April 18, 2011
As the Caps prep for Wednesday’s game against the Rangers, the fourth in the 1st round of the playoffs, they find themselves in a familiar spot. After knocking out the first two games — one an OT win, the other a 2-0 shutout — the Caps headed to New York. Unfortunately, their road record is less than spectacular. They have never won a playoff game away from home. Sunday was no exception, as the Caps managed to score 2 points, but fell short, losing to the Rangers 3-2. They play one more game in New York before heading home again. If the Caps can’t wrap it up in five, they will go back to New York for game six, and end in DC if it goes to 7 games. Game 4 is essential, not only to the momentum of the series, but to prove that the Caps are more than just hometown winners. This situation is all too familiar, as the top-seeded Caps were stunned by the eighth-seeded Canadiens in the first round of the playoff’s last season.
Though I was skeptical of the off-season roster changes, it seems as though the Nats have finally come together and are playing professional-level baseball. At 8-7, they’re playing slightly above .500 balls and are only 2.5 games behind the division leaders, the Phillies (10-4). After losing 2 of their 3 games against Philadelphia last week, the Nats redeemed themselves by knocking the Brewers out of town this past weekend. After a 4-3 Friday night win, the Nats got to rest before playing a double-header on Sunday. (The Saturday game was postponed due to dangerous weather conditions.) The Nats dominated the diamond, winning 8-4 in the afternoon game and 5-1 in the nighttime makeup of Saturday’s game. Jerry Hairston Jr. broke his 1-23 drought by homering, singling, and doubling in Game 2 of the double header, while Ivan “Pudge” Rodriguez hit a 3-run homerun in the opening game. The Nats are 1.5 games ahead of the Braves, who won the NL Wild Card last year. If they can keep this up, there’s hope for them yet.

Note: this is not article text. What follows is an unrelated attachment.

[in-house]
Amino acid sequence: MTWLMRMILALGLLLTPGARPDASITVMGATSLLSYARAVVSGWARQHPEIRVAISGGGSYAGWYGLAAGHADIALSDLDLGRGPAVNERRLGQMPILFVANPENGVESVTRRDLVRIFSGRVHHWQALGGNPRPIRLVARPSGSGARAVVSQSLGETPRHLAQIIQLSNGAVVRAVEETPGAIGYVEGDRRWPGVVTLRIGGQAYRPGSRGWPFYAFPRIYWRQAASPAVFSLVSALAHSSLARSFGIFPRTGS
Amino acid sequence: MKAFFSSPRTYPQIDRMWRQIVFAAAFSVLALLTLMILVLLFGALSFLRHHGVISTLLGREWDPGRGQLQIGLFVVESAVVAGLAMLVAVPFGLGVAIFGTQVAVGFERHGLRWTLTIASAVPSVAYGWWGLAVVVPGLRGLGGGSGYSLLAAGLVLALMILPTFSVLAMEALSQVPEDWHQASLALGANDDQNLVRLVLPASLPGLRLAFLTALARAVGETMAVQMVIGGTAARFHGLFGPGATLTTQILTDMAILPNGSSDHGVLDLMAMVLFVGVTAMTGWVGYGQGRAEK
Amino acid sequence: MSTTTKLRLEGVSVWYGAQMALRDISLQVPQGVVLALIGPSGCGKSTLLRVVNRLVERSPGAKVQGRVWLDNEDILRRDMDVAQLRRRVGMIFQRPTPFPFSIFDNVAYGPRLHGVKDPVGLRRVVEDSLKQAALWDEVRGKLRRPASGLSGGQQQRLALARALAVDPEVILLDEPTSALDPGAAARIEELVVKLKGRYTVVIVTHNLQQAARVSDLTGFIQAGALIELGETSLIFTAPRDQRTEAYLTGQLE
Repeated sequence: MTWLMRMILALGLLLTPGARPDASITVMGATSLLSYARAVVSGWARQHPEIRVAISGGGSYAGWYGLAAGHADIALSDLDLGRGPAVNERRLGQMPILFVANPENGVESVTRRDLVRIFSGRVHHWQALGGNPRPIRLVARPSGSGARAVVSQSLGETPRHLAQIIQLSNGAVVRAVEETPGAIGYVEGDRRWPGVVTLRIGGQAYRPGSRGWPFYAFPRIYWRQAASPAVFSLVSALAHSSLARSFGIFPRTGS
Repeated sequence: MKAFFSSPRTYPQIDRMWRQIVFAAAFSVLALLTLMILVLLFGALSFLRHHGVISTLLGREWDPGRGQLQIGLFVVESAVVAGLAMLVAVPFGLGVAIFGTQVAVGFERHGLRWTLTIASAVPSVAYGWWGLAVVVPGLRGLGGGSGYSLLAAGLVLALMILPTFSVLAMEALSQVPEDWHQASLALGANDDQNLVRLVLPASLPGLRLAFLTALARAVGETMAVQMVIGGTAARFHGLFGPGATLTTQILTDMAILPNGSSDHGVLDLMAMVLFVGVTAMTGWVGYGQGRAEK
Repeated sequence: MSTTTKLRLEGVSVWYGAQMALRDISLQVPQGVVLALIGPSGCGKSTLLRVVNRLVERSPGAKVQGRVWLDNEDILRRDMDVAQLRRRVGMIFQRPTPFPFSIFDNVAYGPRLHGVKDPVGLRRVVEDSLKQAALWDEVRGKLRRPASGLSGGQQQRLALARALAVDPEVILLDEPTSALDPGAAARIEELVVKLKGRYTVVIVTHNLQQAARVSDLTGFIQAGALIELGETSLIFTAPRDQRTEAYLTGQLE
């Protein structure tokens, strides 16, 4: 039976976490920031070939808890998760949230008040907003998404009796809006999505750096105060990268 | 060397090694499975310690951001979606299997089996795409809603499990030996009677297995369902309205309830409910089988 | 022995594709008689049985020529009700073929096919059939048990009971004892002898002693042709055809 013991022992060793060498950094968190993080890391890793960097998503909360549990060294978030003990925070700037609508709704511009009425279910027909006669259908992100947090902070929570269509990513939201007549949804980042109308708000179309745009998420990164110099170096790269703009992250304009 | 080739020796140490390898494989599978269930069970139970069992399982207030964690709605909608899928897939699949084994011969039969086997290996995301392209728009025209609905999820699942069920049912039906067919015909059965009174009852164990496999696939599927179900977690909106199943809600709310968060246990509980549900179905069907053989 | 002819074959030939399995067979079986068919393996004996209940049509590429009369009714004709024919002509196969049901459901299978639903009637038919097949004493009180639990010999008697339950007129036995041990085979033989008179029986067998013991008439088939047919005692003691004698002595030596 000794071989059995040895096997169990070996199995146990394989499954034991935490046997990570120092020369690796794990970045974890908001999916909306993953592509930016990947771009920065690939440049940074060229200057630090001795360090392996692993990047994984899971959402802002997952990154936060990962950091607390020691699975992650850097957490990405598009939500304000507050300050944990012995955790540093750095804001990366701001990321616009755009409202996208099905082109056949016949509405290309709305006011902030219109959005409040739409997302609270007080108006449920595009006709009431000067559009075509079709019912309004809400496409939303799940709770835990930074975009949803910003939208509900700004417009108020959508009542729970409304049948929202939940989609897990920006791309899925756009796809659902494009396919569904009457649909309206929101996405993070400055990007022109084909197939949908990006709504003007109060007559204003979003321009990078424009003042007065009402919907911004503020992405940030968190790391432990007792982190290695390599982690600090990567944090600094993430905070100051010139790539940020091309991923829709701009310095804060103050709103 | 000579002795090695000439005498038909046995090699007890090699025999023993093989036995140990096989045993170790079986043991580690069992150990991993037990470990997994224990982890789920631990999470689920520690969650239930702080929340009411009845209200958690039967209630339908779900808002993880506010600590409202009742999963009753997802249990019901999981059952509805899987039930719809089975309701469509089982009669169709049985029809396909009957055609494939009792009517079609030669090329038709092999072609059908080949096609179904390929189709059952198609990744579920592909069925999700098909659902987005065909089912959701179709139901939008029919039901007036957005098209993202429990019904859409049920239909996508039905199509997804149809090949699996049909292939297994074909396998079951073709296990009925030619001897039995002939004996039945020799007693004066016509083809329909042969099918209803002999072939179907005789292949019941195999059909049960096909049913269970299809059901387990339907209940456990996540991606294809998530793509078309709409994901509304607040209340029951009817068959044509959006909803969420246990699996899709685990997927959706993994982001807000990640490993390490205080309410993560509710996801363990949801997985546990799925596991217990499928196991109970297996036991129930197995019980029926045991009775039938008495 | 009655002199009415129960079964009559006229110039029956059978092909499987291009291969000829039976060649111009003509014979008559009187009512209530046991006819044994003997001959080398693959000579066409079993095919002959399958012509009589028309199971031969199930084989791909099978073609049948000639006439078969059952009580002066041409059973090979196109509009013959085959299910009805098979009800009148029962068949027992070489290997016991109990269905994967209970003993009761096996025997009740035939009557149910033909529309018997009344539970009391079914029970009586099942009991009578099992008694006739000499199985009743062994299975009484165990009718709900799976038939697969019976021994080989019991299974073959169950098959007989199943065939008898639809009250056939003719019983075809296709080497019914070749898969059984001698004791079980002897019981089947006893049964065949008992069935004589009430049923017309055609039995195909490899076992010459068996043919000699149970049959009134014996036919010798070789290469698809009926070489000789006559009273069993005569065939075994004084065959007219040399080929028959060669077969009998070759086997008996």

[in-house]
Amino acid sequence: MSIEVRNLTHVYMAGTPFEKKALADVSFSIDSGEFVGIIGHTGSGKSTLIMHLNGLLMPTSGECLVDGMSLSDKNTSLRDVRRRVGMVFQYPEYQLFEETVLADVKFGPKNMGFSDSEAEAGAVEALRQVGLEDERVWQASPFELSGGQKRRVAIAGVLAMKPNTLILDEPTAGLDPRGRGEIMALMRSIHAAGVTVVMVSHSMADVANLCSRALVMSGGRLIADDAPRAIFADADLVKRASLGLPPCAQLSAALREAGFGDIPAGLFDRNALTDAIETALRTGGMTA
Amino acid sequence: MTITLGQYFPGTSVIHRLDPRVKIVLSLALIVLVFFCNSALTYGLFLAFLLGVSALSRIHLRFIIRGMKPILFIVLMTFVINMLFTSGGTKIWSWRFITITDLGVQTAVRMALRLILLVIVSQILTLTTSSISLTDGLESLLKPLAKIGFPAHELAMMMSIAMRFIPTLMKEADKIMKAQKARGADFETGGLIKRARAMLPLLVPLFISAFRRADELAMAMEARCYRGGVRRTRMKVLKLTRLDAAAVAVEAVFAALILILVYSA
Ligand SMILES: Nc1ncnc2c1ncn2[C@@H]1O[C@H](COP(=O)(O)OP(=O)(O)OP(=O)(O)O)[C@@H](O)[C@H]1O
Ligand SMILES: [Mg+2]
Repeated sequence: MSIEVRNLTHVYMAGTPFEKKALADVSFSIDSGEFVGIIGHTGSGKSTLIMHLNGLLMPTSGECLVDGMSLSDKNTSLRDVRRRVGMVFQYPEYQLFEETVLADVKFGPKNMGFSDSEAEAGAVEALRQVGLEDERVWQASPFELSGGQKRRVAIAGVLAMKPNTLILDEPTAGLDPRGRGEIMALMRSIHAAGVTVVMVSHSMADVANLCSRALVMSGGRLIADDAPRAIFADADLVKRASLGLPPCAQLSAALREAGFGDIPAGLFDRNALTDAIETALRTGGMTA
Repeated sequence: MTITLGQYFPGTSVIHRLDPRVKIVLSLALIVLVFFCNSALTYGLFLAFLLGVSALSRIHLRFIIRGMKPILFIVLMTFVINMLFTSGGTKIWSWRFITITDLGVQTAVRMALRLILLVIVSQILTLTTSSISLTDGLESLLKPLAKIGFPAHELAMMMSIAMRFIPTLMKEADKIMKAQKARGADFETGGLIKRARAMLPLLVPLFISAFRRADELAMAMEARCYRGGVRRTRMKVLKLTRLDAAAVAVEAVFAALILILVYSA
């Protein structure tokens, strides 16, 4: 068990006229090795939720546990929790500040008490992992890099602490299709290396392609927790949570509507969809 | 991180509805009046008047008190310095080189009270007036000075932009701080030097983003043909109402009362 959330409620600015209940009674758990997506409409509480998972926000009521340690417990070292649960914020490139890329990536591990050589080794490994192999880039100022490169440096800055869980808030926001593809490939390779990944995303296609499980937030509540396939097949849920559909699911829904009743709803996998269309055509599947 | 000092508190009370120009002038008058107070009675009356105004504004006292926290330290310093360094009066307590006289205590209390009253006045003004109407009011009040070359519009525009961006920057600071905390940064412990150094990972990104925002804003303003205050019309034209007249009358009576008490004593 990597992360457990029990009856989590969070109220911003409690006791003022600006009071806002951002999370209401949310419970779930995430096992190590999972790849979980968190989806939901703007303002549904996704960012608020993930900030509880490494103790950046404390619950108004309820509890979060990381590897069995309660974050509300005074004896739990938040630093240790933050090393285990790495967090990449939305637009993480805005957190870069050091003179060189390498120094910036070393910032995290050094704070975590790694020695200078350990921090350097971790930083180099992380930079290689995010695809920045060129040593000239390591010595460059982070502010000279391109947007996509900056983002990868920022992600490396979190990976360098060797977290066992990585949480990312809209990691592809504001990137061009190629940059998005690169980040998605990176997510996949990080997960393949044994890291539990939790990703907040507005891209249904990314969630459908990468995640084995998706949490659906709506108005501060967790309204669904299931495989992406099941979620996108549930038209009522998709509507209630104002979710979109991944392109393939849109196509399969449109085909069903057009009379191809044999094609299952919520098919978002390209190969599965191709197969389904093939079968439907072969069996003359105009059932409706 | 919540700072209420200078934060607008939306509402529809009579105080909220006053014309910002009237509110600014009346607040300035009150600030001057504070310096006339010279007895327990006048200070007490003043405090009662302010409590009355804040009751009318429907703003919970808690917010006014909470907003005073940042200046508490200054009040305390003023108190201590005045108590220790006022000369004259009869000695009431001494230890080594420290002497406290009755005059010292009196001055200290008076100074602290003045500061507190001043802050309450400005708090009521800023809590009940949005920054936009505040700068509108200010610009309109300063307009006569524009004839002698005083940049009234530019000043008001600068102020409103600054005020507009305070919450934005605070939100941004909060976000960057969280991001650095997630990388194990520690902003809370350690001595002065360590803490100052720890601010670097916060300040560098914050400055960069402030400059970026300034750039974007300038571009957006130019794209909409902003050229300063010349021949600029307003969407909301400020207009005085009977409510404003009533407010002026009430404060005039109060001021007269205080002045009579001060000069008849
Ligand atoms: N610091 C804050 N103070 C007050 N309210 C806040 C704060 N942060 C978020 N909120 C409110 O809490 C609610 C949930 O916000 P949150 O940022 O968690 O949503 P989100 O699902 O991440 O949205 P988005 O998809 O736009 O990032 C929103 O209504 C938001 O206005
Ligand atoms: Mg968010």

The Wizards ended their season last Wednesday, with a 93-100 loss to the Cavaliers. They finished with a 23-59 record, ahead of only Toronto and Cleveland in the Eastern Division. The off-season brings many questions. Who will they draft next? Will John Wall win rookie of the year (Blake Griffin is his steepest competition). Is that horrible logo that was leaked earlier in the year in fact the team’s new look?
The NBA playoffs started yesterday, and I am personally hoping for a Kobe-LeBron championship showdown. Surprisingly, the Lakers lost their first game to the Hornets, while the Heat outshined the 76ers, 97-89.
The NFL lockout entered its 35th day this weekend, just two weeks before the 2011 draft is supposed to take place. Both sides were negotiating at the end of the week, but took the weekend off. Reports say that the talks are getting “serious” adding to the rumors of a new implemented Collective Bargaining Agreement (CBA) around the time of the draft. Redskins GM Bruce Allen has stated that the lockout has in no way impacted the team’s draft plans. Instead, he has hinted that their needs are even greater since the lockout halted free agency, which would usually fill the holes in their roster. Training camps usually begin in June, and if a new agreement isn’t reached soon, the 2011 football season could face a makeover once one is reached.